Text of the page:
A symptom of sexual abuse is often isolation and depression.

A symptom of sexual abuse is often isolation and depression.

This blog entry is about sexual abuse, especially in light of the recent Richmond High incident. There are many ways sexual abuse or molestation can manifest in both men and women. Here are some phrases to watch for that might be cause for deeper work:

– “I had sex when I was 4 with a female babysitter,” said by a male. If you’re male, and had “sex” before puberty especially by someone who was older or who had more authority, that isn’t sex – it’s abuse. As an adult, you may experience difficulty with intimacy and a tendency to sexualize your relationships.

-“I was molested when I was 8, but it’s no big deal, because it was my fault,” said by a woman. If you were touched inappropriately anytime but especially as a minor, it ISN’T OKAY. It doesn’t matter if you didn’t fight back, if you took some candy or toys you were being offered, or if it was from someone you really loved. It’s never okay and it is a big deal!

-“He was going to do it anyway, so I pleaded with him to use a condom,” said by a woman. Often what is taken as “consent” is really the mind’s way to assert some control. Wanting to use a condom, getting a child out of the room, or closing the blinds does not mean the victim is consenting, it means she’s doing whatever it takes to survive as best she can – trying to gain some control is a fight, flight or freeze traumatic response to the situation.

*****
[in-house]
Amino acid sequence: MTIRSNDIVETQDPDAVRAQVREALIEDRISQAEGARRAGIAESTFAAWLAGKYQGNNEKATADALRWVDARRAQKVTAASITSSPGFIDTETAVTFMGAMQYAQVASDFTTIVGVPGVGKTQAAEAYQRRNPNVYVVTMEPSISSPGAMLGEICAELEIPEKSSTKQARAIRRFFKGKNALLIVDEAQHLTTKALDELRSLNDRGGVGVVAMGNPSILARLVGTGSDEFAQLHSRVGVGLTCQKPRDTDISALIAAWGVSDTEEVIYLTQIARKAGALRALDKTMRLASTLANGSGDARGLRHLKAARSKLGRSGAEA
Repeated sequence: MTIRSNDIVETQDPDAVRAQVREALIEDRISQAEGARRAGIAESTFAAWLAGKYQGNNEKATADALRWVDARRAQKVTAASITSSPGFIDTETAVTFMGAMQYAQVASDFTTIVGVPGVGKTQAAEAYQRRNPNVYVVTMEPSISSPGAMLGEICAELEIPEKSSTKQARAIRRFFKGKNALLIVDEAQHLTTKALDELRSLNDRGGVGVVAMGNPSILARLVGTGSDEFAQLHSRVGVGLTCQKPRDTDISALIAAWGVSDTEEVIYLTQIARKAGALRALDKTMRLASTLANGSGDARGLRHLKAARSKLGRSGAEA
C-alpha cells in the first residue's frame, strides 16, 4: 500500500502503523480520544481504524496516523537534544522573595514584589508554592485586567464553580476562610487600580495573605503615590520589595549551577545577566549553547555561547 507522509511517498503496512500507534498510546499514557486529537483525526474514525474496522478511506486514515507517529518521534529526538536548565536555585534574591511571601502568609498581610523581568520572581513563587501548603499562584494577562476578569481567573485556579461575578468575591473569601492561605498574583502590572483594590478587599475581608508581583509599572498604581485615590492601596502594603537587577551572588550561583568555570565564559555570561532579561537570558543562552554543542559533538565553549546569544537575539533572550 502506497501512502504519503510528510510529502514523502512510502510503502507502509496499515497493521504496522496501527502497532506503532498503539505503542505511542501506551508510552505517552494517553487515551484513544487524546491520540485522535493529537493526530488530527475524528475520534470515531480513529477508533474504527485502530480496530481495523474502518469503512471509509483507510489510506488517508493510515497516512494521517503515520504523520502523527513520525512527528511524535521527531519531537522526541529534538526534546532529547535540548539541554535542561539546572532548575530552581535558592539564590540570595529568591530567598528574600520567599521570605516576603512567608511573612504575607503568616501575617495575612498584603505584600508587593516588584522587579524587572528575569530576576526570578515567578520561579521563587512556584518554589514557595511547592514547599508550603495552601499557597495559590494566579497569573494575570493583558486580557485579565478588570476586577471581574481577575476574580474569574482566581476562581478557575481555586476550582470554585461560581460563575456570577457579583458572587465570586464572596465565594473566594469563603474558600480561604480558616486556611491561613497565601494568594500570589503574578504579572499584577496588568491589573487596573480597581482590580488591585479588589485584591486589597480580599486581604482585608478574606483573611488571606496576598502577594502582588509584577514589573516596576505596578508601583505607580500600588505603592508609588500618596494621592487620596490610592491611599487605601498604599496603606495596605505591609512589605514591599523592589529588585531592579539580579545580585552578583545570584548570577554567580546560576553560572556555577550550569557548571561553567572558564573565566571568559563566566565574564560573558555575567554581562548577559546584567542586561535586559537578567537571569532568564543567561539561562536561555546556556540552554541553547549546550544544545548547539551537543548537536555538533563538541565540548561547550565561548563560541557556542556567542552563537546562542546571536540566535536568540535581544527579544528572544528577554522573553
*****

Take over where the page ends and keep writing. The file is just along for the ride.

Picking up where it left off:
-“When I told my mom, she said all women go through stuff like that, so I thought it was normal,” said by a woman. Just because the adults around you couldn’t see the severity of the situation does not mean it doesn’t have long-term effects. Mothers who have been victims themselves can often be blind to what their daughters are going through, even if the daughters spell it out explicitly.

-“People laughed at me when I told them, because they don’t think a girl can be raped by another girl,” said by a woman. There is a misconception that same gender rape can’t happen, but it’s very real. “No” means “no” across the board.

Men and women who experience childhood sexual abuse or are survivors of rape often experience anxiety, guilt, nervousness, phobias, substance addictions, process addictions, sleep disturbances, depression, alienation, sexual dysfunction, physical pain, and aggression. They are also at a higher risk for future victimization and suicidal ideation.

If you or someone you know suffers from any or all of these symptoms, make sure to get help. I have a few openings for individuals or couples, especially during daytime hours.


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